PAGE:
Ushering in the Next Era of Innovation with Cloud-in-a-Box


Cloud-in-a-box promises to be revolutionary for businesses across the board, taking efficiency and innovation to new heights, ultimately allowing them to delight their customers.

Imagine you’re a healthcare provider, retail chain, or large bank with hundreds of locations scattered across dozens of communities. Each location may require servers for critical business applications and an ever-increasing number of IoT devices to deliver the desired customer experience. Connecting everything to allow access to data, content, and any enterprise applications housed in remote data centers or public clouds will usually also require additional on-site network devices such as routers, firewalls, and session border controllers, among others. Enter cloud-in-a-box.

What if we said goodbye to the typical collection of disparate hardware at each site and instead used a single, more capable device that combined virtual network functions with the virtual applications required to run the enterprise? To deliver improved customer experiences, businesses like manufacturers, retailers, and hospitals can embrace the adaptability, reliability, and scalability that virtualized networks provide. Those that do can increase efficiency, reach new heights in customer satisfaction, and see reduced OpEx along the way. 

Out with the old

For example, a retailer will typically have servers running applications that support secure payment processing, inventory management, Point-of-Sale promotions as well as network devices for routing, firewalls for security, and load balancing to manage connectivity to other sites, suppliers, and cloud providers.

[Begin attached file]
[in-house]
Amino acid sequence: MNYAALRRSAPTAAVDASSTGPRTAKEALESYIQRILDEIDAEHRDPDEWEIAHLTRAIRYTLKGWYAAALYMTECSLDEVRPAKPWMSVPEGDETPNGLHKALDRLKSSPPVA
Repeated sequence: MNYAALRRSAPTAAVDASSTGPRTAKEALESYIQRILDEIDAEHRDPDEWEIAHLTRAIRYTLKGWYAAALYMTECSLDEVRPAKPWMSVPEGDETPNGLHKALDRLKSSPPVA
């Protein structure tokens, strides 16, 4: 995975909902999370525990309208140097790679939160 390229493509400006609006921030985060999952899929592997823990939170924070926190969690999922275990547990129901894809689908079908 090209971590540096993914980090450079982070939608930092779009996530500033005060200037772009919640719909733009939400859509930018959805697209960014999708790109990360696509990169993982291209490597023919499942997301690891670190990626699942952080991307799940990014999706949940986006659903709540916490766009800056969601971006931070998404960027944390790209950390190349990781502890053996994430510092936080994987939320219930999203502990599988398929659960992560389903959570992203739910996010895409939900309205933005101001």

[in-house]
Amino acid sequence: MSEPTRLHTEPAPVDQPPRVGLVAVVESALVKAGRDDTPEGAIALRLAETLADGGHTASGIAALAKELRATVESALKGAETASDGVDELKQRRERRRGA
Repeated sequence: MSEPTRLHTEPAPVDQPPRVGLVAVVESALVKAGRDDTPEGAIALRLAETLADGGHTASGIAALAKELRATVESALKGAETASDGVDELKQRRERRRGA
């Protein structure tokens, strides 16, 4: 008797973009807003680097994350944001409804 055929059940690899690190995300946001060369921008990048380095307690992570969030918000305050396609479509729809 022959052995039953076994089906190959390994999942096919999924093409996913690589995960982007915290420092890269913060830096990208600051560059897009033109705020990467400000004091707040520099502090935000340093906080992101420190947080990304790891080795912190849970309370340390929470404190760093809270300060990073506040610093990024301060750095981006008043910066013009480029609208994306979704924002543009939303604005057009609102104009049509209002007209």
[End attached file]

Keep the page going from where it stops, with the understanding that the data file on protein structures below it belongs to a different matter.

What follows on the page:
If any one application or network function goes down or the device needs to be replaced, upgraded, or patched, IT staff are usually required to make an in-person visit for troubleshooting and maintenance. In-person visits are known to be service velocity killers and significant cost drivers. They can disrupt operations at the site for hours or days. What’s worse is that any issue, and its associated costs, can crop up in multiple sites simultaneously, multiplying the time and money required to get sites up and running again. 

Virtualization eliminates this kind of business disruption. Better yet, it supercharges innovation, eliminating pains while delivering gains at the same time. 

Smartphone-izing the branch 

Cloud-in-a-box, which is perhaps more commonly referred to as “Business in a Box” or “Infrastructure in a Box,” is ushering in a new era of efficiency and innovation for enterprises in our increasingly application-heavy world. With this approach, business applications and Virtualized Network Functions (VNFs) are rolled into a single physical device, which sits at the edge and is managed from a central location.

Think about when you install or update an application on your smartphone; what if a technician had to meet you in person rather than just clicking a button yourself? That would take a lot of time, money, and resources to happen since applications are constantly being updated.

With smartphones, we’re able to download new applications and updates as fast as download speeds permit. New security patches and features are rolled out within minutes, and developers are able to use insights from application usage to optimize and improve the user experience.